When we departed on that 3rd day, we drove for about 3 1/2 hours from the campground to Reno, NV, and when we arrived there the Yeti 1000 was completely charged. Looks like there’s a good amount of wiggle room to work with in terms of power consumption and replenishment.

These numbers work well for our style of travel — 2 or 3 days at a campground or boondocking, then a 4-6 hour drive to the next spot. Throw in a motel stay every 4th or 5th night during a long trip for a shower and a couple of 110V outlets, and it seems that we’re good to keep rolling right on down the road.
So we're pleased with our build out decisions, not just for the electrical system, but also for everything else we included or nixed from the the plan. What a pleasure it was to travel so comfortably in our modest conversion! (Especially when compared to how we managed to travel before in our Honda Element ;)). All of the storage worked out great, the bed was really comfortable, and we luxuriated in all the open space we had in the cargo area. I'm 5' 11" in height, 6' with my boots on, and I found that it wasn't uncomfortable at all to be traveling in a low roof PM.
 

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I joined this most excellent forum six months ago and am now able to share information about the build that my wife and I have finished for the 2019 Promaster 1500 136" LR that we purchased last November. Please keep in mind that ours is a simple DIY build. Compared to most conversions featured here at the Promaster Forum, there's not a whole lot for us to brag about -- except for the fact that we kept it simple, we designed a layout within our means and abilities, and we kept a close watch on what we really needed vs. what we might have lusted after.

Another thing to add: we couldn't even have done our modest build without the support and encouragement of everyone here whom I've interacted with over these past months. Thank you so much! And with that, here's my story...and I'm sticking to it.

And finally, in terms of context, the purchase of our PM and the build represents a definite "upgrade" from the 2005 Honda Element with its rooftop Ursa Minor eCamper. We loved our Element, but it was just too small for us.

View attachment 62848

1 : Research & Design

So, after making the decision to move up in the van camper world and then doing a lot of research, we settled on a very basic floor plan, a straightforward "L-shaped" layout with (1) a hanging full size bed platform across the back, (2) a simple kitchen cabinet opposite the sliding door, and (3) a two-drawer storage unit for our clothes and personal items under the bed.

View attachment 62847

2 : Windows & Ceiling Fan

The very first step in starting the conversion was to get holes cut out for windows and a ceiling fan.

While comfortable for the most part in terms of building out the cargo area, we really didn't want to do the cutting into the ceiling, walls and rear doors ourselves and then install the fan and windows. For us, that didn't seem to be a very smart learn-as-you-go kind of project for first-time van conversion DIYers.

We searched for shops in the SF/Oakland Bay Area to do the installation for us, but we ended up getting the work done at Campfyre Vans in Reno, Nevada, because it's a high-quality shop, they were willing to do a small job, and we had family there to stay with before and after the job was getting done. The Campfyre team definitely specializes in very high-end, 4-wheel drive conversions, but they were willing to take on our small job and, as far as we can tell, do it with the same expert craftsmanship that they seem to provide their high-roller customers.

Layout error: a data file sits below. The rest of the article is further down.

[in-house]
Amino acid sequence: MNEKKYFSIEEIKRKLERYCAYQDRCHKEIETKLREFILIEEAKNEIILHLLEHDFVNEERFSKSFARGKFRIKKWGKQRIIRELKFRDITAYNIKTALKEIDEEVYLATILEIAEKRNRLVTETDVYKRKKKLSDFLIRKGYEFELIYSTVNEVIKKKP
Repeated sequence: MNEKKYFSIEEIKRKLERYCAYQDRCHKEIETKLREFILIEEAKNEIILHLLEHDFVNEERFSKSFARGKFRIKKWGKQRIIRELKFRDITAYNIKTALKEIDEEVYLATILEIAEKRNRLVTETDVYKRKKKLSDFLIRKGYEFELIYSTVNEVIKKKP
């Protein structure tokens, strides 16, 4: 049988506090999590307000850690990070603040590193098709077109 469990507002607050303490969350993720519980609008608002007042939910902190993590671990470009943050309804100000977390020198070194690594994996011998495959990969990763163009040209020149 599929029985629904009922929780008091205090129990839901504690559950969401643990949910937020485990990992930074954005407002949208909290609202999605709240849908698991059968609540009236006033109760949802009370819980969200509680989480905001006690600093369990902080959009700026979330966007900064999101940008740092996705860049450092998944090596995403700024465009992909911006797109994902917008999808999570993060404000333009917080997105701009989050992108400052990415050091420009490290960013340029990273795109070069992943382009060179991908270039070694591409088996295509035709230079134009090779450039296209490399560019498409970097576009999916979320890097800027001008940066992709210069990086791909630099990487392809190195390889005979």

We had them install a Maxxair 00-05100K MaxxFan above the bed and four of the same CR Laurence after-market windows (CRL VW31031 Vertical Lift Van Window 17-15/16" x 21-9/16") -- two in the rear doors, one in the slider, and one in the side wall behind the driver and opposite the one in the slider. We were really happy with the less than obvious RV look of the windows. I will say, however, that they don't offer much improvement in visibility for the driver to the right side or out of the rear. However I've gotten pretty comfortable driving with the aid of the sideview mirrors, so that's not a problem, and the new window right behind the driver seat does afford an improved view for turning left at an acute angle.

View attachment 62849

3 : Electrical System

I spent a lot of time trying to learn the ins and outs of what it would take to build an electrical system from scratch. But cooler heads prevailed, and, in realizing that our 12V needs were really minimal, we decided to purchase a compact, fully contained power unit -- the near 100Ah Goal Zero YETI 1000 Lithium Portable Power Station. Not inexpensive, for sure, but it really kept the cost down in terms of the learning curve, the expense of a more powerful DIY system, and the time it would have taken me to build one from scratch. Not to mention the high probability of wiring something incorrectly and causing bigger problems.

Forum members politely encouraged me to do the DIY route and argued that the Yeti 1000 wouldn't meet our needs. But really, all we're running off this unit is the occasional use of the MaxxFan and the small Dometic CF18 Electric Cooler that we purchased for cold food storage.

So for now and in a nutshell, here is our electrical system (shown installed in the finished kitchen cabinet):